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Authentication: From Passwords to Public Keys


Authentication: From Passwords to Public Keys Cover


Synopses & Reviews

Publisher Comments:

Computer access control is an ongoing challenge. Left to themselves, computers tend to treat one user no differently than another. Computers use authentication to confidently associate an identity with a person. Authentication: From Passwords to Public Keys gives readers a clear understanding of what an organization needs to reliably identify its users and how different techniques for verifying identity are executed.

Authentication is one of the basic building blocks of security. To allow a computer system to distinguish between legitimate users and others, most sites give passwords to authorized users. Unfortunately, just as car thieves have found ways to defeat sophisticated locks and alarms, computer hackers are always finding new ways to circumvent password systems. The good news is that organizations now have available to them a broad range of alternatives to passwords, and a variety of ways to make passwords safer. A well-designed authentication system allows users to prove their identities conveniently and gain access to the network without threatening the safety of the organization.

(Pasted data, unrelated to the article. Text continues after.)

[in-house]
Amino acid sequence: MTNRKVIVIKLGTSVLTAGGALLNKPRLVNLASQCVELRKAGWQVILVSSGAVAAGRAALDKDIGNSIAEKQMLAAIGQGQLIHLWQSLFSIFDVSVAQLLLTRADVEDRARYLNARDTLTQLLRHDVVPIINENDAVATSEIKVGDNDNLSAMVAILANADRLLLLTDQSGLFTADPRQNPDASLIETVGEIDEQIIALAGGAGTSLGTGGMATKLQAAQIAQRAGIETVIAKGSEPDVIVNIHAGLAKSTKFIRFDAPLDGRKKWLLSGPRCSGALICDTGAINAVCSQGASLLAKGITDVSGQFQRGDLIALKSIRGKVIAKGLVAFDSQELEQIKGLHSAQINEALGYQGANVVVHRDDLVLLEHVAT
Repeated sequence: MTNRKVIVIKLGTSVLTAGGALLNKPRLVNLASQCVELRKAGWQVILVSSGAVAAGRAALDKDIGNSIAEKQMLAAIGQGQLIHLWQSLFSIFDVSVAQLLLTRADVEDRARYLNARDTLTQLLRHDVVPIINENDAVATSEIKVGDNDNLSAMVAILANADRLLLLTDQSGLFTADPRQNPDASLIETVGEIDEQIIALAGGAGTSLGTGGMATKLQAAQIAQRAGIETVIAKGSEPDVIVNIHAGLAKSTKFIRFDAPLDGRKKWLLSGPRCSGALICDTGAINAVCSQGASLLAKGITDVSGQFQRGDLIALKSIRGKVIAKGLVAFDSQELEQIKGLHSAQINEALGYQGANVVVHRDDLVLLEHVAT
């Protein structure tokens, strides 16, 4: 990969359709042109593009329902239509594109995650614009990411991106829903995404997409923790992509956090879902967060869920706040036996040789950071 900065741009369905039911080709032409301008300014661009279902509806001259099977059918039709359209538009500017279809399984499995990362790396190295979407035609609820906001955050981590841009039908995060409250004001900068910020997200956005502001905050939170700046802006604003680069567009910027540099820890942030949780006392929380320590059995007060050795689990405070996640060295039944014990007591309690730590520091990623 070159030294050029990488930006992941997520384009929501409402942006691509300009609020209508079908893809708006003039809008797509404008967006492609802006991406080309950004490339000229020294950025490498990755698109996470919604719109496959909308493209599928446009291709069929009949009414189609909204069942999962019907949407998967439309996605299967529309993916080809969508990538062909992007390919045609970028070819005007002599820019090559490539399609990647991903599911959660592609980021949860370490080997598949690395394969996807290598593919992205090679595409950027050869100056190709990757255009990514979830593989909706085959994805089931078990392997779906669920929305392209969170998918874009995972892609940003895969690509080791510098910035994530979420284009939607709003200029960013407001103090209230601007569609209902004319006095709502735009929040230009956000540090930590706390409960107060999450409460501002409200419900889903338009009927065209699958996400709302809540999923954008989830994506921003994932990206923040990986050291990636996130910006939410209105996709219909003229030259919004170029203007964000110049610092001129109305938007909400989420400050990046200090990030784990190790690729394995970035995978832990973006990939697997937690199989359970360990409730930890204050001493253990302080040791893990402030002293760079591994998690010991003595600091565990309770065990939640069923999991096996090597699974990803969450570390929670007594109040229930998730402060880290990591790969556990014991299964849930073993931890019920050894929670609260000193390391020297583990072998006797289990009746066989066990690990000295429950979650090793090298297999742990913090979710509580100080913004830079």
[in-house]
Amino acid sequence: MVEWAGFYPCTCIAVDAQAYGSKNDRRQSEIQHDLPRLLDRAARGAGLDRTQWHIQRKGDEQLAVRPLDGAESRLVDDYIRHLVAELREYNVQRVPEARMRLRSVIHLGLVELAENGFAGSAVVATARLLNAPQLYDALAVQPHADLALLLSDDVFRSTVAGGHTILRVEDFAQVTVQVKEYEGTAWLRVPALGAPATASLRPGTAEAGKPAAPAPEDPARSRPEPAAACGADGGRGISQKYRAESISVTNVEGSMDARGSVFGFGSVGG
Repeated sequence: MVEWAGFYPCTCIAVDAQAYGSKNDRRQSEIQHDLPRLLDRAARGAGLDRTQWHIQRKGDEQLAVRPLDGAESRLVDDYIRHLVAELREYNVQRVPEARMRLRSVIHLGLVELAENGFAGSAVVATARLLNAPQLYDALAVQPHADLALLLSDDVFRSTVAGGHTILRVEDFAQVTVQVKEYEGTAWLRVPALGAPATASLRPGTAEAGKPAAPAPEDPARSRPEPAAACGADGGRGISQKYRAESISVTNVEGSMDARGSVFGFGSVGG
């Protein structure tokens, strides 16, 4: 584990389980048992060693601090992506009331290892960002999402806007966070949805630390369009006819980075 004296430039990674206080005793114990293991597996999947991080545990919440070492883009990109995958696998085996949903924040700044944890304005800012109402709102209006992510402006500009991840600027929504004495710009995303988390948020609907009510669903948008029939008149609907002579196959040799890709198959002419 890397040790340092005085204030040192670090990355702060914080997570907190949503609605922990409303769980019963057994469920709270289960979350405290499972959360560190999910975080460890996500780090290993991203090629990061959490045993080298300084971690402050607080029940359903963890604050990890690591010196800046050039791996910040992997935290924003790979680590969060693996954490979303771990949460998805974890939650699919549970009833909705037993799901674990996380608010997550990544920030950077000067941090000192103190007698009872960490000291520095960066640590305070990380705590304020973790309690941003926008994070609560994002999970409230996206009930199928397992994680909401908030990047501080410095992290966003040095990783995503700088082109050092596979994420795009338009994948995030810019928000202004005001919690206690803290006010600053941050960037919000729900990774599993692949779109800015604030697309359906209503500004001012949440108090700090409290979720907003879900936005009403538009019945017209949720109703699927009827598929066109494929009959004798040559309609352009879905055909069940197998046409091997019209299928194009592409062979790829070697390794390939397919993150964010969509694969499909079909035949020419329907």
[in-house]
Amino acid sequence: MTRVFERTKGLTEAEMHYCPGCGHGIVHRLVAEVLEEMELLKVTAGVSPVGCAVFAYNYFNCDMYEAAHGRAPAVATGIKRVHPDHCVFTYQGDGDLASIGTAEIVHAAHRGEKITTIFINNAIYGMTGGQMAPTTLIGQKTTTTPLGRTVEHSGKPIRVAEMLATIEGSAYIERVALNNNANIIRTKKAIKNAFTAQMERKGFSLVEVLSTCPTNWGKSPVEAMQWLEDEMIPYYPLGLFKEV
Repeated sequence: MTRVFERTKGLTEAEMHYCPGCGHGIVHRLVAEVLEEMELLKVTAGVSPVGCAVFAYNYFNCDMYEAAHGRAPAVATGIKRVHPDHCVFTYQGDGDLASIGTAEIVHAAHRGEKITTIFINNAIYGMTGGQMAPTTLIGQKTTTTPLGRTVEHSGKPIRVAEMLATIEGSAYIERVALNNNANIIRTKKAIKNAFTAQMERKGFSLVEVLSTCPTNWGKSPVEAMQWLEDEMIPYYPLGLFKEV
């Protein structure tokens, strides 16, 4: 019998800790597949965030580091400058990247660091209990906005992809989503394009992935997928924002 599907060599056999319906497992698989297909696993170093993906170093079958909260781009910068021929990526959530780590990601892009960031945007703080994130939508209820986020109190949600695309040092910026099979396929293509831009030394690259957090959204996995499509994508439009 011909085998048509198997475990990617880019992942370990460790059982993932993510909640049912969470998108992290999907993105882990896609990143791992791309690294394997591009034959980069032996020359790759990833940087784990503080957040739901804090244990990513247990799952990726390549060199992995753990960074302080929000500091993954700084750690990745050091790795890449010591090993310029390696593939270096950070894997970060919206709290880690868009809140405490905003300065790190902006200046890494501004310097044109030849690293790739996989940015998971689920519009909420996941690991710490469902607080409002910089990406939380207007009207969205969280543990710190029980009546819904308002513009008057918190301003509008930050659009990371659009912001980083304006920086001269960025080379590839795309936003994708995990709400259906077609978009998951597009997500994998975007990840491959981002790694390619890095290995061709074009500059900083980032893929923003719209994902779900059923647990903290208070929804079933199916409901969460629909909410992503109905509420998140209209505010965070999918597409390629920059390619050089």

The first of its kind, Authentication describes the entire range of authentication methods used today. It examines situations in which certain techniques fail and points out ways to strengthen them. Network professionals, designers, developers, administrators, planners, and managers will find in these pages the authentication strategy to protect their valuable systems. Through diagrams and examples, the author thoroughly explains the technical concepts behind authentication, focusing on existing, off-the-shelf solutions to security problems.

Authentication highlights real products and solutions. If you are a network professional searching for the how and why of computer authentication, this is the book that will help you prevent unauthorized access on your network.


Book News Annotation: